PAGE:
City of Lights

As the civilized world struggles to make sense over the senseless attacks of ISIS in Paris, the question of where to turn emerges. An attack has taken place. Innocent people have died. We are in mourning, and we want to analyze what happened to make the world feel a little less insane. As my wife pointed out an article on CNN, I was shocked by the terms in which the attacks were described. Here I read about ISIS extending its global reach. Top leaders, we’re told, planned the attack. And ISIS is “getting into the international terrorism business.” These phrases are common in just about every business meeting I’ve ever attended. This commodification of terror frightens me. The way we’ve chosen to handle terror is by making it into a business. These are human lives that have been lost—futures of the most promising kind. Not only are we the victims of blind terrorist groups, but we are victims of a world that can’t see beyond capitalism.

Terrorism is not a business. It is evil, but in a world where religious value is never invoked outside the few who still find meaning in matters of the soul, the vocabulary has been lost. How do we deal with ISIS? Just like you would any business. A hostile takeover bid? Gather your resources, make some deals, and if retaliation takes innocent lives, well, some bonds and chattels aren’t worth that much anyway. Have we lost the ability to describe the world in anything other than economic terms? Is humanity simply another business?


I do not wish to downplay the horrible events that took place in Paris Friday night. At least 120 are dead for doing only the kinds of things people do on a Friday night. Yet there is a terror that has been creeping through the world that refuses to be named. When it feels threatened it clears out Zuccotti Park. It has taken over our institutions of higher education. It buys political offices and rewards those at the top until the rest of us become commodities. Yes, some goods are lost or damaged during shipping. We need to have a metric to measure that. And when our eyes are streaming with tears we grasp the nearest—the only way we have of describing what has happened. A new business has come to town. When terror becomes a business all hope is already lost.

Guy Fawkes

“Remember, remember the fifth of November,” so begins the poem that haunts my every autumn with V for Vendetta. As a colonial, I never really peered too deeply into the Gunpowder Plot. We were all told that Guy Fawkes was the bad guy and that he got his in the end. Recently I delved a bit deeper and learned that this was a religious conflict. Part of a conspiracy to restore a Catholic monarch to the throne of England, Fawkes was captured as he guarded the actual gunpowder of said plot, and the rest, as they say, evolved into V. The iconic Guy Fawkes mask, sometimes sported by members of Occupy Wall Street and other protest movements, has moved away from its Catholic roots and on into the realm of wider social justice. We know that blowing up our enemies is not a viable solution (we too remember, remember the eleventh of September), but the metaphorical destruction of oppressive systems may be the only way to vindicate the demands of social justice.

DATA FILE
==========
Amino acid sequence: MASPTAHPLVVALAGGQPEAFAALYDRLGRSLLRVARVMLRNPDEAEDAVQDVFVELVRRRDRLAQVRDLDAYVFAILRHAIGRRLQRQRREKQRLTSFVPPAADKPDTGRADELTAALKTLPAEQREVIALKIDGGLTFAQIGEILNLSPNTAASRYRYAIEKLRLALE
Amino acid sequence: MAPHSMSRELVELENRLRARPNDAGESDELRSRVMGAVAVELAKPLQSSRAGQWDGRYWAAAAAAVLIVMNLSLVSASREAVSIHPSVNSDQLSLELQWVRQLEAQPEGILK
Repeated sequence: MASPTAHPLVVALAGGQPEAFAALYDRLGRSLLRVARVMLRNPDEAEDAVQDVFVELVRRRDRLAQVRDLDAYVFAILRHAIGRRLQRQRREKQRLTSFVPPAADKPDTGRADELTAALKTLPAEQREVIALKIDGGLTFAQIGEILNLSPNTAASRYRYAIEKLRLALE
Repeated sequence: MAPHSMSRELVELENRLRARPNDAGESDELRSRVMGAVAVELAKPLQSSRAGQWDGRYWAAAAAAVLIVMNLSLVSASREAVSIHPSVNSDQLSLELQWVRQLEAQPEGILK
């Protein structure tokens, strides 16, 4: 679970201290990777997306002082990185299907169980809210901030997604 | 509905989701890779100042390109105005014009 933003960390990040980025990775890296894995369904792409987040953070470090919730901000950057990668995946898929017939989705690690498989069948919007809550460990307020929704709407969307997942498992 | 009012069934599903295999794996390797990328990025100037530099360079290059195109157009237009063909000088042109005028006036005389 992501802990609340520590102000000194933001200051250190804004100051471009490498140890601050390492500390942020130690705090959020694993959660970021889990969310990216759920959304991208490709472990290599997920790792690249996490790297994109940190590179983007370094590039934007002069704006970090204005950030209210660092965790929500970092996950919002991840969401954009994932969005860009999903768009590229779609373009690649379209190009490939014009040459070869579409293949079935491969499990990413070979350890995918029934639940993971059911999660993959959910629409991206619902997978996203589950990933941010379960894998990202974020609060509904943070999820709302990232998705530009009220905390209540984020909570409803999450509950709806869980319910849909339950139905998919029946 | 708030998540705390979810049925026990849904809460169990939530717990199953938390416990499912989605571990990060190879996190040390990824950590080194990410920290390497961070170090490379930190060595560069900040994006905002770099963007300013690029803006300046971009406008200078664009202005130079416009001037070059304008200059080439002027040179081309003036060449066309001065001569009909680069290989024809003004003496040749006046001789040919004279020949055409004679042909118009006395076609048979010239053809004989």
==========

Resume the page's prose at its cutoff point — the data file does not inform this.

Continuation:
Dystopias have been heavily on my mind lately. Looking across the socio-political landscape I see many concerned people with no power to displace the impacted one-percenters. Politicians court money, and sociological studies show that young people don’t bother to vote and have no interest in entering politics because it is so widely known that it is a corrupt and inefficient system. While laws are easily enacted to protect extreme wealth, social security finds itself on the block as seniors are increasing in poverty almost as fast as they are increasing in numbers. In my own life I have experienced being cut off from retirement plans because I wasn’t “vested,” which I translate as “saving money for those at the top.” Still, we blithely press on, wondering if V really exists at all. We don’t need to seek out dystopias. They will discover us.

November is that graying period between the colorful burst of vindictive playfulness that is Halloween to the long night of the solstice. During this time we will vote in vain and await a better future that never seems to come. We, like V, have been an experiment of the state over the freedoms of the individual. The market, we’re told, has recovered. The average citizen has not. Every year as the evenings grow longer and the winds begin to howl, I come back to V for Vendetta and hope against hope that corruption will meet the fate of Guy Fawkes. Ironically, few turn to religious organizations any more in the never-ending search for social justice. The trenches in which many denominations have chosen to die are those of sexuality and male dominance. Meanwhile, women and men both are aging, and the very structures we put in place to ensure they could rest after lives of hard work are being eroded. Behind every mask, it seems, hides the face of a politician.